Laurie Klein

by Laurie Klein

At the battered table, streaked with paint
like time-lapse stars, caught in their courses,
we lean in. A spindle creaks.
Oxidized fan blades
spin above the sad white plate
and stir the perfume of apples, sliced open.
One human eclipse, it seems,
calls forth another: Pain spills.

We drink too much tea,
and rungs underfoot, loose in their joints,
do not steady the feet. Chills corner
wool sweaters, roughen the snags
like a tale abandoned, mid-sleeve.

If we were to paint inertia, we’d need
a canvas, cratered, like that lesser moon
in Jupiter’s shadow. Please,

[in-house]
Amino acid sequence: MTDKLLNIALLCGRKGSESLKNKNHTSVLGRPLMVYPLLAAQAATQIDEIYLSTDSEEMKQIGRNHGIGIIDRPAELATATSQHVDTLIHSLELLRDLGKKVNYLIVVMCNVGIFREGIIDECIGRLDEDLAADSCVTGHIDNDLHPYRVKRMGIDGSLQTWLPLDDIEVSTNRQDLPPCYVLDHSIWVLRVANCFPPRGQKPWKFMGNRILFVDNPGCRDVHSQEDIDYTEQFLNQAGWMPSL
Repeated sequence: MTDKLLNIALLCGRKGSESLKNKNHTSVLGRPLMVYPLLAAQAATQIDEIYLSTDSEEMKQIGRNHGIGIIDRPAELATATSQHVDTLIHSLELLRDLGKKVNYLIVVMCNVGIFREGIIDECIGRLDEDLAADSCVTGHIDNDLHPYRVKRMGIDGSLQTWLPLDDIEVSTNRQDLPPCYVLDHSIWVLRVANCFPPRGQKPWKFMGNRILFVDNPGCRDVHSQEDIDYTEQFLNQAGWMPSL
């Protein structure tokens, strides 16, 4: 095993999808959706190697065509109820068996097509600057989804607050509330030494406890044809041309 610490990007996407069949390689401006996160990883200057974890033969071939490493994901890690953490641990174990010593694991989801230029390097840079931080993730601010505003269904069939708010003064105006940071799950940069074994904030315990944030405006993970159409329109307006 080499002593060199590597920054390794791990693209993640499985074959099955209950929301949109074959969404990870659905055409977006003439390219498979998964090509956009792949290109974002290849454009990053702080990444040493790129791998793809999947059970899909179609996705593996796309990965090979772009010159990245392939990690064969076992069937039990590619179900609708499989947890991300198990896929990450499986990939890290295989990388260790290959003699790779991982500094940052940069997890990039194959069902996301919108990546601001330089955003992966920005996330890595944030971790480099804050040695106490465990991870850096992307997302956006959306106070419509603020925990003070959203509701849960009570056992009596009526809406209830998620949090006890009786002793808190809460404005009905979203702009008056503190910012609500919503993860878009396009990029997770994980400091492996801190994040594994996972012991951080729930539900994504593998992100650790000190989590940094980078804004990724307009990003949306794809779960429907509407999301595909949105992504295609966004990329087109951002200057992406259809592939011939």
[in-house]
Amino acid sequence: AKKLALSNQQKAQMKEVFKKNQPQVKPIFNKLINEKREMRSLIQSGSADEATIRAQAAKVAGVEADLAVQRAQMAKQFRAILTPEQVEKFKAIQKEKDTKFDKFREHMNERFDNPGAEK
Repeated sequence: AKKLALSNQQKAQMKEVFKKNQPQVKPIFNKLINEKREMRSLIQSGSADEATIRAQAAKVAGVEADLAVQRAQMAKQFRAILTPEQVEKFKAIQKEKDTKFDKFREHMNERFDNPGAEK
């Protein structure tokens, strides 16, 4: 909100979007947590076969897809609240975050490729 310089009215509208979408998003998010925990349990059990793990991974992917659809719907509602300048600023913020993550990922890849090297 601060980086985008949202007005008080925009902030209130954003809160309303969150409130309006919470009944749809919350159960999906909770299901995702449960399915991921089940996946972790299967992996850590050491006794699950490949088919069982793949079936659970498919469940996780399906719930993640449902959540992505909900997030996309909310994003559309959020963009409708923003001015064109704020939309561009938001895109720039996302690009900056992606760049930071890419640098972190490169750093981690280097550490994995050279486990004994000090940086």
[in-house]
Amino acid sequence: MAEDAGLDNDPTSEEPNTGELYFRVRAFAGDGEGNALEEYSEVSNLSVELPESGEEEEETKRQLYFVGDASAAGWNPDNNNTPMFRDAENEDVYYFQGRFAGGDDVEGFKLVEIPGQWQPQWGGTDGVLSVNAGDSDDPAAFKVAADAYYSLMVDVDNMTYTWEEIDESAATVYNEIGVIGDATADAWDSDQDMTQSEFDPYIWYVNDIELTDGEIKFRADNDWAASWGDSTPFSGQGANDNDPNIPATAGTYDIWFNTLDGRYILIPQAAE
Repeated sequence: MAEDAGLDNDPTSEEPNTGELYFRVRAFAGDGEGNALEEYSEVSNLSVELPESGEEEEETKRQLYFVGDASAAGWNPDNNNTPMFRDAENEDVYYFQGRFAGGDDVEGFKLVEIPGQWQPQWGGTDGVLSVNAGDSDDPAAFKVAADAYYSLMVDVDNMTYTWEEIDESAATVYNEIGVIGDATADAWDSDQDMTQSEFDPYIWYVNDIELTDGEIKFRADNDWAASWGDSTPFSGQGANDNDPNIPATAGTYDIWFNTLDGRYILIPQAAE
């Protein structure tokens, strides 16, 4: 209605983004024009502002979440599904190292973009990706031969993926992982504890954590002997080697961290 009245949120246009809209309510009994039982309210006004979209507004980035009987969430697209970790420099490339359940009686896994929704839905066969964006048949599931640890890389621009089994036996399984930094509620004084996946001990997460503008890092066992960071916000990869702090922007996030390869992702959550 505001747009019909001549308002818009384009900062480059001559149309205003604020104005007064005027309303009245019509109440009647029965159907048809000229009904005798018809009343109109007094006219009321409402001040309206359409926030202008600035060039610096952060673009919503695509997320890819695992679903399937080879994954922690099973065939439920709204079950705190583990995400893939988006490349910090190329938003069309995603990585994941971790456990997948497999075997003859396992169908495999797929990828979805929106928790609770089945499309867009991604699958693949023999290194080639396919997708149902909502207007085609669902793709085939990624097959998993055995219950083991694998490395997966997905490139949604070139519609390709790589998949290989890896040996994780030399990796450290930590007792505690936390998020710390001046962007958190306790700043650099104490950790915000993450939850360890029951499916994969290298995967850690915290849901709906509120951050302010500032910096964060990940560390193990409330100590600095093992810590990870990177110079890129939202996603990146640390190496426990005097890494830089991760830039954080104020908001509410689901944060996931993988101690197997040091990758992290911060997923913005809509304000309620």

speak softly about our parents,
even pray aloud, but know that inwardly,
we orbit a black hole, try to somehow
manage what cannot be borne.

Published in Cider Press Review, Volume 18, Issue 1.

Laurie KleinLaurie Klein’s poems have appeared or are forthcoming in The Southern Review, New Letters, Ascent, Terrain, MAR, Potomac Review, and other journals. She has a prize-winning chapbook, Bodies of Water, Bodies of Flesh, and her first collection, Where the Sky Opens, a Partial Cosmography, has been selected for the Poeima Poetry Series.

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